Sales account for a steady 10% of total business today, says Colm Mcloughlin, Dubai Duty Free’s managing director. The retail operator turned over $1.1 billion last year in duty free sales and clearly recognises the arrivals opportunity.

“We are looking at ways of increasing spend per head for arriving passengers – particularly in Terminals 1 and 3,” says Mcloughlin.

The smallest offer at DXB is at Terminal 2, with 195 square metres of shopping space, but this will increase next year as part of major renovation works, he adds.

Liquor, tobacco, perfume, jewellery (gold) and confectionery are an important part of the mix. In fact, the chocolate market is traditionally strong in the Middle East – a popular gift purchase on arrival among locals, who often take packs away in bulk.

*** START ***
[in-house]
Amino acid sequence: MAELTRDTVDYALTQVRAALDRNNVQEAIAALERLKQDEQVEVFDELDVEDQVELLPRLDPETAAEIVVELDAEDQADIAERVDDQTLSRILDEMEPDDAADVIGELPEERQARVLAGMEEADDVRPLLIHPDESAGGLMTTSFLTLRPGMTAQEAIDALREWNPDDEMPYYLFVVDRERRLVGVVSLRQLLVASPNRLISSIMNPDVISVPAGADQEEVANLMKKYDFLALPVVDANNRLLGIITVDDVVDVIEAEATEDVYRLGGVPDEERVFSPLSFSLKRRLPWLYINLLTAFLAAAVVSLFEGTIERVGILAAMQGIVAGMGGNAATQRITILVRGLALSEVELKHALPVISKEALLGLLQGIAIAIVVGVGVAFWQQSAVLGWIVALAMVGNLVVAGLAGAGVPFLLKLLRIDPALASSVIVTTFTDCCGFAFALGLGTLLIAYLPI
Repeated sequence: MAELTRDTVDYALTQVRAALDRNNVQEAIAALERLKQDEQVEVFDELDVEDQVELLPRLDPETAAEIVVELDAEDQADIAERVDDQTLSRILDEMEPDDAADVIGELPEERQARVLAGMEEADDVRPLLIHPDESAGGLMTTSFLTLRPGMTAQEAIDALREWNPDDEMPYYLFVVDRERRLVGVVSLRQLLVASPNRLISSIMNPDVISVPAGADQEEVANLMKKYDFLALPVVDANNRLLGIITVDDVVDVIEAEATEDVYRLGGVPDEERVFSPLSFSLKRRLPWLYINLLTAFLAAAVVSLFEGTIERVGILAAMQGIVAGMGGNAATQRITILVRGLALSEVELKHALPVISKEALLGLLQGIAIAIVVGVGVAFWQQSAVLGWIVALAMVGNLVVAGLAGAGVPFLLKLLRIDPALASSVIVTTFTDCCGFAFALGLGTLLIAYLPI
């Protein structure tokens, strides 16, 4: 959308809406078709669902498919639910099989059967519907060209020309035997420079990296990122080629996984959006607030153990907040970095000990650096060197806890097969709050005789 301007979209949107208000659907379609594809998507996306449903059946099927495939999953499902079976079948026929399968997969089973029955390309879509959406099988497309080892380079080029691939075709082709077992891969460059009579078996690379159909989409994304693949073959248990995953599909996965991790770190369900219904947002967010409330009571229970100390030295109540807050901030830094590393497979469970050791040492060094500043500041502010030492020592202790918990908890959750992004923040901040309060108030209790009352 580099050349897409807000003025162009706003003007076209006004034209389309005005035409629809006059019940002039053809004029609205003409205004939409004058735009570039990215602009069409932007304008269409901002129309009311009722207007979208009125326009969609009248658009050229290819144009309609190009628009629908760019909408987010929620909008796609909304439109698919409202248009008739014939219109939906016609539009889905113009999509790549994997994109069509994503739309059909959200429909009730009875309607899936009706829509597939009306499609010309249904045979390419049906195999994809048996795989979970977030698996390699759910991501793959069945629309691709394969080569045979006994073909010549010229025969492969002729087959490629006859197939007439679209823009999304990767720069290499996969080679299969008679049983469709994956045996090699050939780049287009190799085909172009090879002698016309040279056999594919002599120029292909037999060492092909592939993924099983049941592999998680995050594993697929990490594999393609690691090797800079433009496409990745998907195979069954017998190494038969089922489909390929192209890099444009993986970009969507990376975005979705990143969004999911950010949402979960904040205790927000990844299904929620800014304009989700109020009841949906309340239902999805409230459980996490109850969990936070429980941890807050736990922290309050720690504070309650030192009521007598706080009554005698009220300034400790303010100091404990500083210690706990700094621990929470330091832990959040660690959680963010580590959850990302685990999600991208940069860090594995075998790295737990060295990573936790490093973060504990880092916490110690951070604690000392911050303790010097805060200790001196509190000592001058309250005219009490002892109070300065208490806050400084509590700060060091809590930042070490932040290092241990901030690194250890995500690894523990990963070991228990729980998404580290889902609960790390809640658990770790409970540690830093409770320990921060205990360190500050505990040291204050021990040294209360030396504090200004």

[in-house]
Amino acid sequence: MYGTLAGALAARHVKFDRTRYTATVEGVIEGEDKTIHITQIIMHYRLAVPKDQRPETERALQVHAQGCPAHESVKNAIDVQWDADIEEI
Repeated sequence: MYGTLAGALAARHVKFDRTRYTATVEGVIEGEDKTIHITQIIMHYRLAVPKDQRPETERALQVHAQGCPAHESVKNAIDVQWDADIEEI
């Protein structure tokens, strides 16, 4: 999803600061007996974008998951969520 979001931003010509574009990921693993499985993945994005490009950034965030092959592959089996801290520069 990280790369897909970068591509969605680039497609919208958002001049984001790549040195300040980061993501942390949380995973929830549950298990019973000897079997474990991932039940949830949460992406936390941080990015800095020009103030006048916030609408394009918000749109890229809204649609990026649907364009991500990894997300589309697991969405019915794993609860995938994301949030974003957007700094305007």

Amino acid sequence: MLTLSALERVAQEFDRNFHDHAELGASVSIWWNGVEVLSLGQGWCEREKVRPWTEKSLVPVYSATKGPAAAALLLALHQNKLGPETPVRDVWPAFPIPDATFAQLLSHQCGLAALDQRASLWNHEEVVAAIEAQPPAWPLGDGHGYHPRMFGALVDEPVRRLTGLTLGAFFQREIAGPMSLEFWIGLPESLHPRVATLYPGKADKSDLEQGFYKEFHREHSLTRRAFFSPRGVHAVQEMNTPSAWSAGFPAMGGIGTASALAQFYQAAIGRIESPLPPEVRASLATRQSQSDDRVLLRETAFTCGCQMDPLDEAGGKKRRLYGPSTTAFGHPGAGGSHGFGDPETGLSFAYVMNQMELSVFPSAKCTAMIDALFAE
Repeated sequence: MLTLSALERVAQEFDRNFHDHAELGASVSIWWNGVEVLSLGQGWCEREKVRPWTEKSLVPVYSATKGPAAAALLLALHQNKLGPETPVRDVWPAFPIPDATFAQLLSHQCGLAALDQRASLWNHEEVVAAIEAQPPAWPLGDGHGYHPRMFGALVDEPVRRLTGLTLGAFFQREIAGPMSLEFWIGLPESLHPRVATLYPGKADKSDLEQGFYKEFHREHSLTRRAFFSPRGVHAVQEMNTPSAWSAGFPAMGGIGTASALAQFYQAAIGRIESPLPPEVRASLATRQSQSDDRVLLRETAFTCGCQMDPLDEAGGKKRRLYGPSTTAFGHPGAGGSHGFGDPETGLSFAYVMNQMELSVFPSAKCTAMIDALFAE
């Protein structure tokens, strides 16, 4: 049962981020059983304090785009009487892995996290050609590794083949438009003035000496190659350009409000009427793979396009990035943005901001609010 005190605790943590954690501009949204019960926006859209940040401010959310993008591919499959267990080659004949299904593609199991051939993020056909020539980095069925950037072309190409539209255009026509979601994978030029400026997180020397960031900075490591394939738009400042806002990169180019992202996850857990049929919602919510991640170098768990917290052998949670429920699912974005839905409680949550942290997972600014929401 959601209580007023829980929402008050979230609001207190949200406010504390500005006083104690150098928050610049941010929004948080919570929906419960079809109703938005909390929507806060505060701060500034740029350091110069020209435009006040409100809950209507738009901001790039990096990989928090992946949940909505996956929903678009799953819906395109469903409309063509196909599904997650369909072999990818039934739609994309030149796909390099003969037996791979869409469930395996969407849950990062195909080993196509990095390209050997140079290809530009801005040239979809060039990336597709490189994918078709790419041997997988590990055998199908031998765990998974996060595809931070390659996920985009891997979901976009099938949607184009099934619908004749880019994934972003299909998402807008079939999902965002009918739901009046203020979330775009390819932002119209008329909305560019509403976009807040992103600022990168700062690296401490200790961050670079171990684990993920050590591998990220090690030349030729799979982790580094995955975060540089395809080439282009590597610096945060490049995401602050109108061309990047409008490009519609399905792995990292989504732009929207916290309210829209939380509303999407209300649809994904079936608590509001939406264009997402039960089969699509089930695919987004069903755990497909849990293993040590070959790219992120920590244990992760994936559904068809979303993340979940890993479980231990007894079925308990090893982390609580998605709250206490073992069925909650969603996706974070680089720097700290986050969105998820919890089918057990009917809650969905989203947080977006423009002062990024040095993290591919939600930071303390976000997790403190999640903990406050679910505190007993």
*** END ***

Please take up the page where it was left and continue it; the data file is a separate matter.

Australian residents have also had over two decades to become familiar with duty free on arrival and they make up the majority of the arrivals spend at Sydney Airport, explains David Oldgers, director, Sydney Airport tax and duty free.

“Arrivals shopping makes up for around 20% of sales. It’s certainly an established process and still showing good growth,” enthuses Oldgers.



Its retail operator, The Nuance Group, operates two arrivals stores at the airport’s international piers, and unlike the restrictions in other countries, tobacco and perfume underpins the tax and duty free offer. Passengers can browse and buy just before they reach customs.

Oldgers confirms that today’s savvy airport shoppers are only enticed if there is a true value proposition at the end of their journey. “Arrivals shopping needs to be tax and duty free. Without this underlying premise, it has little value for the customer,” he says.